Hammoon River Level Monitoring Station
The state of the river’s level is one of the most important aspects to consider when fishing our section of the Stour. Lower down the water course around Wimborne the river has much more capacity and is fed in part by chalk streams such as the Tarrant and the Allen which add clarity to the water even in times of spate. The SHAA section of the Stour is fed from the clays of the Blackmore Vale and so tends to colour up and rise rapidly after periods of autumn and winter rain.
SHAA has one river level monitoring station on its stretch; this is at Hammoon below Sturminster Newton. As Hammoon is at the bottom end of our river stretch it gives a very useful indication of what conditions will be like further upstream on the SHAA stretch.
If you are planning a trip to SHAA waters, make note of the Hammoon water level before you set out. You will soon be able to predict with a fair amount of accuracy what the conditions will be like at your favourite swim before you arrive.
The productive Fiddleford “Wall” swim only becomes available in the winter months when the river level at Hammoon has been steady at .5m for around 3 days. In general it’s pointless to set-off with the expectation of fishing this swim if the Hammoon levels are still holding at .8m.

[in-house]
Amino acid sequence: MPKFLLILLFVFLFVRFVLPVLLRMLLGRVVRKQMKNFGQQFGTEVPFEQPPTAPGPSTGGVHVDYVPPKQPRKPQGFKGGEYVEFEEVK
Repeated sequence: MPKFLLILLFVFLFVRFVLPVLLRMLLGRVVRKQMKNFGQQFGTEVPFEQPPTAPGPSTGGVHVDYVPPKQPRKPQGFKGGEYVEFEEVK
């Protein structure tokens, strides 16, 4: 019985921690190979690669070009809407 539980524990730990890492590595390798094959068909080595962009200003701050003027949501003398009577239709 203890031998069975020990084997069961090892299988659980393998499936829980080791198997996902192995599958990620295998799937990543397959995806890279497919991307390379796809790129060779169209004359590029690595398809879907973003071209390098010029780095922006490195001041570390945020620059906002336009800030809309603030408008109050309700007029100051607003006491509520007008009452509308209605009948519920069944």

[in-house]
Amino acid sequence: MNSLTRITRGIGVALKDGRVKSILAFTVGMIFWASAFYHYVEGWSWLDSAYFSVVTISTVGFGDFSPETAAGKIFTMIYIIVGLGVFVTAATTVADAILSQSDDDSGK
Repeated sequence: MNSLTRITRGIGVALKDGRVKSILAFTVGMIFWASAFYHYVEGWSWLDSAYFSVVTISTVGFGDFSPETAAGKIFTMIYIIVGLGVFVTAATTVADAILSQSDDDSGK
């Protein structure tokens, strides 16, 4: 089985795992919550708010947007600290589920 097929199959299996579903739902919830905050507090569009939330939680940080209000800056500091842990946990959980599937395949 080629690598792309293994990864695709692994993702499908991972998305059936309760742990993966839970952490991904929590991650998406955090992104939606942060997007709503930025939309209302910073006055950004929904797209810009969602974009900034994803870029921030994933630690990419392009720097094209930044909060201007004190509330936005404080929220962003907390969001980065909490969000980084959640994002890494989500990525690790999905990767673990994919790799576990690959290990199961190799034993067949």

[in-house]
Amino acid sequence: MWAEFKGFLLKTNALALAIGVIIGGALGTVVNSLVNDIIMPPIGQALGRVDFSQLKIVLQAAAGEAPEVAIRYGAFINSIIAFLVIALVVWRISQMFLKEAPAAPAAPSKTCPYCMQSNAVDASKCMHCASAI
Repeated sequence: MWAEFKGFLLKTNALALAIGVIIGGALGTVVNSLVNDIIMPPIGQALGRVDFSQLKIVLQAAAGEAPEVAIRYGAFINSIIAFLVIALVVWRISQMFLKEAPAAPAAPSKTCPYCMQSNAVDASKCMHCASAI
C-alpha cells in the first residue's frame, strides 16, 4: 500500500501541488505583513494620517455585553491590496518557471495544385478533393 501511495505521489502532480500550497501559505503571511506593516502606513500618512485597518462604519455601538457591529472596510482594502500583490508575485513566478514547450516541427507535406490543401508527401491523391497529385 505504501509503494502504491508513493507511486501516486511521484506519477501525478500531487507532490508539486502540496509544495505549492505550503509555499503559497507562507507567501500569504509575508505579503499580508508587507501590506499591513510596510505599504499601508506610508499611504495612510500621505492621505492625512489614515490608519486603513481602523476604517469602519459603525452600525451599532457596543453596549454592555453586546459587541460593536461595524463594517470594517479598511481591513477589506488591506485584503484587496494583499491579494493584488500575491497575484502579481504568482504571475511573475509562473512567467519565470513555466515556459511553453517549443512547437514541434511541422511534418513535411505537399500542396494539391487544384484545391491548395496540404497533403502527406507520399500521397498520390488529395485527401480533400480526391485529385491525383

In the chart below you can see how greatly the water levels fluctuate in the winter period. You will need to adjust your choice of swim and your approach to fishing it accordingly. As a rule of thumb the Stour very rarely fishes well in winter when water levels are rising and you can check the progress of the changing state of the river level at the Hammoon station.
The chart below shows the wide variation in SHAA in average river levels over the past 9 winters.
The Hammoon Monitoring website is here:
The trend over the past week and past months can be found by scrolling down to the bottom of the webpage.
If the river has been in full spate in winter and is now fining down, it will be often be found that the river starts to fish well on the 3rd falling day but this varies by location and by swim.